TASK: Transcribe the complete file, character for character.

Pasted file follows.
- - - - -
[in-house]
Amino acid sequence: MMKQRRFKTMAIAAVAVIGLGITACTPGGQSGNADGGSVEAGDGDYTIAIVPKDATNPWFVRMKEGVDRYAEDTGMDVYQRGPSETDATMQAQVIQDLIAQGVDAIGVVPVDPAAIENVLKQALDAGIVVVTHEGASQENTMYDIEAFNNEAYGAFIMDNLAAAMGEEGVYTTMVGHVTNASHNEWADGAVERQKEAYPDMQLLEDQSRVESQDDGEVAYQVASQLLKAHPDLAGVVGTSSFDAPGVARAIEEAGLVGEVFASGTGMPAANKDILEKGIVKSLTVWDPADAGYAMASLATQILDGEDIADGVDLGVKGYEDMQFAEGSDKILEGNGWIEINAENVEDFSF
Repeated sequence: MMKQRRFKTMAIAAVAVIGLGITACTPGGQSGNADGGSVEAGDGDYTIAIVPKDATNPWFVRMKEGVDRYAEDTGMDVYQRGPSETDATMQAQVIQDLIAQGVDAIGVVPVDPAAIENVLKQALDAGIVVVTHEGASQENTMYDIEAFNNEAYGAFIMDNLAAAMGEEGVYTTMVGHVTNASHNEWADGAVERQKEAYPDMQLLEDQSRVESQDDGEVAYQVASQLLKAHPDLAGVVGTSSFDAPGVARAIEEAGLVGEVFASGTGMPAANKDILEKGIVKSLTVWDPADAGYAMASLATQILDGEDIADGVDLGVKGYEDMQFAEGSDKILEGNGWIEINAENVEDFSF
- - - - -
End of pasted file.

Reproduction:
[in-house]
Amino acid sequence: MMKQRRFKTMAIAAVAVIGLGITACTPGGQSGNADGGSVEAGDGDYTIAIVPKDATNPWFVRMKEGVDRYAEDTGMDVYQRGPSETDATMQAQVIQDLIAQGVDAIGVVPVDPAAIENVLKQALDAGIVVVTHEGASQENTMYDIEAFNNEAYGAFIMDNLAAAMGEEGVYTTMVGHVTNASHNEWADGAVERQKEAYPDMQLLEDQSRVESQDDGEVAYQVASQLLKAHPDLAGVVGTSSFDAPGVARAIEEAGLVGEVFASGTGMPAANKDILEKGIVKSLTVWDPADAGYAMASLATQILDGEDIADGVDLGVKGYEDMQFAEGSDKILEGNGWIEINAENVEDFSF
Repeated sequence: MMKQRRFKTMAIAAVAVIGLGITACTPGGQSGNADGGSVEAGDGDYTIAIVPKDATNPWFVRMKEGVDRYAEDTGMDVYQRGPSETDATMQAQVIQDLIAQGVDAIGVVPVDPAAIENVLKQALDAGIVVVTHEGASQENTMYDIEAFNNEAYGAFIMDNLAAAMGEEGVYTTMVGHVTNASHNEWADGAVERQKEAYPDMQLLEDQSRVESQDDGEVAYQVASQLLKAHPDLAGVVGTSSFDAPGVARAIEEAGLVGEVFASGTGMPAANKDILEKGIVKSLTVWDPADAGYAMASLATQILDGEDIADGVDLGVKGYEDMQFAEGSDKILEGNGWIEINAENVEDFSF